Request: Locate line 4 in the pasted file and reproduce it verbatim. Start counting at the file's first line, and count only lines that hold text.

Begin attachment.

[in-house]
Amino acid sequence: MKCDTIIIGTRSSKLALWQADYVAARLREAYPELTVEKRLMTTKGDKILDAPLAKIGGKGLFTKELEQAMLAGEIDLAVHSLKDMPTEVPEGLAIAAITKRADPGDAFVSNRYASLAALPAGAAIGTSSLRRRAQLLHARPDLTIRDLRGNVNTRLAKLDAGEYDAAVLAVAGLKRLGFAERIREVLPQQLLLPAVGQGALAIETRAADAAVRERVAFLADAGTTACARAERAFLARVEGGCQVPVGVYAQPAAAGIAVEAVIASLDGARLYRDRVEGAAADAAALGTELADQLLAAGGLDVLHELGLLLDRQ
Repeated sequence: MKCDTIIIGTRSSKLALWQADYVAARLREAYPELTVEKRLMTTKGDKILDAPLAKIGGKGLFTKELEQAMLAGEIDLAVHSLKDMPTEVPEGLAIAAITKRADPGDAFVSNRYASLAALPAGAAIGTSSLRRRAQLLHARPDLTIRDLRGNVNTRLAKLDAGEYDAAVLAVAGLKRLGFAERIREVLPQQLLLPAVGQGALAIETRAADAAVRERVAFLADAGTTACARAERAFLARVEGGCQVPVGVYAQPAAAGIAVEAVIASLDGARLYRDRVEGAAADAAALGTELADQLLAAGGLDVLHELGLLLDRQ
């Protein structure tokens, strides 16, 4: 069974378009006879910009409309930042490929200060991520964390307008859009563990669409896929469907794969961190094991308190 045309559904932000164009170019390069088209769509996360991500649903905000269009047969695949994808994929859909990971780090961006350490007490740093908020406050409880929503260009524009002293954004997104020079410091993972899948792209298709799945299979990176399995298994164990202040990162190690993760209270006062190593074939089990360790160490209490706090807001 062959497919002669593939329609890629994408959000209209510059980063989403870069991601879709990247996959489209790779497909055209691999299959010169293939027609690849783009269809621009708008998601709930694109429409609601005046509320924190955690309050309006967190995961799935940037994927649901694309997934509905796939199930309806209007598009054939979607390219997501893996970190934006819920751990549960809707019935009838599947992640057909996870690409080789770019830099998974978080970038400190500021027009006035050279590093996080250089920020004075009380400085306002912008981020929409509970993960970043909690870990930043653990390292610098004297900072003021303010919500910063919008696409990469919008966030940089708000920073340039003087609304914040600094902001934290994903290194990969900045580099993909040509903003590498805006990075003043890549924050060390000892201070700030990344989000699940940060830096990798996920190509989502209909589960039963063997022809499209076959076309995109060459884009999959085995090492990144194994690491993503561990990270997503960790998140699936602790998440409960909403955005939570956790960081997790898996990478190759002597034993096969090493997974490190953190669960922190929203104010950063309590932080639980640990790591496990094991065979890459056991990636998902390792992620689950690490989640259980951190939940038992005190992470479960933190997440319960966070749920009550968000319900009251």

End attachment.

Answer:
């Protein structure tokens, strides 16, 4: 069974378009006879910009409309930042490929200060991520964390307008859009563990669409896929469907794969961190094991308190 045309559904932000164009170019390069088209769509996360991500649903905000269009047969695949994808994929859909990971780090961006350490007490740093908020406050409880929503260009524009002293954004997104020079410091993972899948792209298709799945299979990176399995298994164990202040990162190690993760209270006062190593074939089990360790160490209490706090807001 062959497919002669593939329609890629994408959000209209510059980063989403870069991601879709990247996959489209790779497909055209691999299959010169293939027609690849783009269809621009708008998601709930694109429409609601005046509320924190955690309050309006967190995961799935940037994927649901694309997934509905796939199930309806209007598009054939979607390219997501893996970190934006819920751990549960809707019935009838599947992640057909996870690409080789770019830099998974978080970038400190500021027009006035050279590093996080250089920020004075009380400085306002912008981020929409509970993960970043909690870990930043653990390292610098004297900072003021303010919500910063919008696409990469919008966030940089708000920073340039003087609304914040600094902001934290994903290194990969900045580099993909040509903003590498805006990075003043890549924050060390000892201070700030990344989000699940940060830096990798996920190509989502209909589960039963063997022809499209076959076309995109060459884009999959085995090492990144194994690491993503561990990270997503960790998140699936602790998440409960909403955005939570956790960081997790898996990478190759002597034993096969090493997974490190953190669960922190929203104010950063309590932080639980640990790591496990094991065979890459056991990636998902390792992620689950690490989640259980951190939940038992005190992470479960933190997440319960966070749920009550968000319900009251």